We saw porpoise as we set off to Longay noting the compass bearing of 320 degrees. We carried on past the Skerries rocks (Sgeir Dhearg and Sgeir Thraid) and went north up the east coast of Raasay. There were loads of sea birds, 2 circling us looking for food. We had elevenses in the fog before finding a waterfall with a freezing cold down draft for a freshen-up. Jenny got to test her hood finally!

There were no sign of any submarines training, but Ian was adamant there could have been. We soon popped out the other side of the fog bank to find sea eagles and rock climbers on the landslides and cliff falls. After 16.6 miles we stopped on a gravel beach of purple brown pebbles (Brochel Bay) to camp with great views towards Appleby and the NW with many seals watching us.

After dinner, a pod of bottle nosed dolphins were observed in the distance some jumping fully out of the water as if being chased or playing. Jenny had a swim while Keith got Ian to refold his maps once again. After dinner, a singing seal could be heard from around the corner. It was a very starry night with the Milky Way clearly visible.

Jenny Brown     More Photos……….    

Club Expedition to Skye 2020 Day 8 (Friday) 15th August – Loch Hourn to Kyle of Lochalsh

Club Expedition to Skye 2020
“Team Alaska go on a Skye #staycation!”

Day 8 (Friday) 15th August – Loch Hourn to Kyle of Lochalsh

With good weather and the tide with us this was our longest day at 21.7 miles. It was also the longest day as at 3.10am a few of us were woken by the sound of the tide getting rather close to the tents. A mini rock pyramid was built at the waterline as a marker and by 4.10am Jenny was happy the tide was finally dropping and went back to sleep.

We packed up in a midge-free breeze and Chris and Jenny’s tent was caught in a gust and tumble turned towards the sea where thankfully it was saved. We paddled off at 8am along the northern shore of Loch Hourn with the wind behind us, wildlife spotting for birds, otters and seals. The sea was clear and deep with large shells, urchins and a variety of seaweeds on the bottom. Small fish flitted about the rocks. We had elevenses in the shelter of the Sandaig Islands as the wind dropped and the sun shone. A few boats were moored with snorkelers splashing about.

We were thinking about stopping before the narrows, but we had made good time, the tide was racing along with us so we decided to push on to the other side of the Bridge of Skye. The heather on the mountains was starting to come out creating a purple tinge, which then got stronger through the next week. As we went through the narrows there was some frisky seals making a good splash and a head wind picked up. We crossed Loch Alsh to go along the north coast to shelter from the wind. We all had a snigger at someone doing naked yoga on a rock and battled on against the wind to stop for a quick shop at Kyle of Lochalsh just as a fog bank started to drift in.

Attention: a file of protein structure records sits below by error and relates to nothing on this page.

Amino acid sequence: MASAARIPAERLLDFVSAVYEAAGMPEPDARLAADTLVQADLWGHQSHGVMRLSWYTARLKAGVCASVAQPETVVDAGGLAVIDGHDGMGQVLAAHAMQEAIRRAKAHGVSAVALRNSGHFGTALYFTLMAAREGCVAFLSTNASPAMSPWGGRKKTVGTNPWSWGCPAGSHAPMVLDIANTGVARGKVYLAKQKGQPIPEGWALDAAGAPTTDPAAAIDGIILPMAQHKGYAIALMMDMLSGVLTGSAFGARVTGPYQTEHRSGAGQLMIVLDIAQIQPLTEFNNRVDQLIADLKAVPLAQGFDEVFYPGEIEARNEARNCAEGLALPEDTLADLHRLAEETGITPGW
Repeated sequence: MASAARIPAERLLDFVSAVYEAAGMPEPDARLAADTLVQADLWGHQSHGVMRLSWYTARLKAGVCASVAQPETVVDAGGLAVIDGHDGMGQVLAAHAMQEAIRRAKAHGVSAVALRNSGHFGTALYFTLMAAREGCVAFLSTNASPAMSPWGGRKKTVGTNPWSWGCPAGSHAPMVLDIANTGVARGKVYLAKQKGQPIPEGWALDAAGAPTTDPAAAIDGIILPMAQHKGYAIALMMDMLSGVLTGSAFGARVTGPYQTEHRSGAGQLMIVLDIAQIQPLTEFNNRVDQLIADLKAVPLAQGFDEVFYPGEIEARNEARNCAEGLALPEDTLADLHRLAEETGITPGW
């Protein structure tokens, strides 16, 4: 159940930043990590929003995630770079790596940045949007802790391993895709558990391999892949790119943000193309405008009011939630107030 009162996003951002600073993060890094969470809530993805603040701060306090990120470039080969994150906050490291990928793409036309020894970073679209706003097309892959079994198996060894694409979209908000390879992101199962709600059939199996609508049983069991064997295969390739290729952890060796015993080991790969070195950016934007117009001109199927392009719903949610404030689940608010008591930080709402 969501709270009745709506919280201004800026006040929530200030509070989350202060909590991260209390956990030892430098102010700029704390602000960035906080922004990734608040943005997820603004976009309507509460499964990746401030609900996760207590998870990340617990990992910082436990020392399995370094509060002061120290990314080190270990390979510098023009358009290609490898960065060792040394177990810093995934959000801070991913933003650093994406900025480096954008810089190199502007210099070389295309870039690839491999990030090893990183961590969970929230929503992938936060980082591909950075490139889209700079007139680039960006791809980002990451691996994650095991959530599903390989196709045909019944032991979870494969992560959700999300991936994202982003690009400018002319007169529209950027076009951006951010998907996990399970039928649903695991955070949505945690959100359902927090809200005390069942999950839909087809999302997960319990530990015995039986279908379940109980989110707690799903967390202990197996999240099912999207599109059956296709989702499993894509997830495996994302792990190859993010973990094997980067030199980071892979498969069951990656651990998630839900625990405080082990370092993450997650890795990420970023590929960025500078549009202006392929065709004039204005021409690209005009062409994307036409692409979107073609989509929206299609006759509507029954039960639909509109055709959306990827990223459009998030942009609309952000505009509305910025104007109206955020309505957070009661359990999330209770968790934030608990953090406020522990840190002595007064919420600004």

We stopped on the beach behind a rocky outcrop just north of the bridge on Skye as the fog really came in. Chris and Jenny went to work on fixing a broken tent pole – success, but as it was foggy outside, they stayed inside with only 1 porch up for the night. Later at 10pm the fog had lifted and there was a lovely pink sky.

Jenny Brown     More Photos……….    

Club Expedition to Skye 2020 Day 7 (Friday) 14th August – Teangus (Castle Ruin) to Loch Hourn

 

Club Expedition to Skye 2020
“Team Alaska go on a Skye #staycation!”

 


Day 7 (Friday) 14th August – Teangus (Castle Ruin) to Loch Hourn

A lazy start as the wind dropped. 10am and we went straight for the crossing over to the white houses at Airor. The wind was force 3 making a fair chop on the sea. The tide was still low, so it was quite a carry to get on the water. The team were now so efficient we were on the water before Keith!

We stopped for elevenses at Airor as the wind started to drop then paddled around the coast into Loch Hourn. As we got to the headland there was a rock covered in seals with their pups. They all launched into the water on our arrival. Lots more trees along this coastline and fish farms with jumping salmon in. Vic got his line out again and caught dinner while we paddled with the wind now behind us.

After 13.3 miles we found a Tombolo (a beach joining an island to the mainland) to camp on and enjoyed the afternoon watching the seals and someone flying a kite further up the loch. There was a lot of mica in the rocks that sparkled in the sun. Vic hiked off for water from a nearby waterfall and Jenny was pleased to have got to Knoydart, this had been on her to do list for a few years. Ian and Vic enjoyed a swim and another paddler stopped to say hello.

Jenny Brown     More Photos……….    

Club Expedition to Skye 2020 Day 6 (Thursday) 13th August –Point of Sleat to Teangus (Castle Ruin)

Club Expedition to Skye 2020
“Team Alaska go on a Skye #staycation!”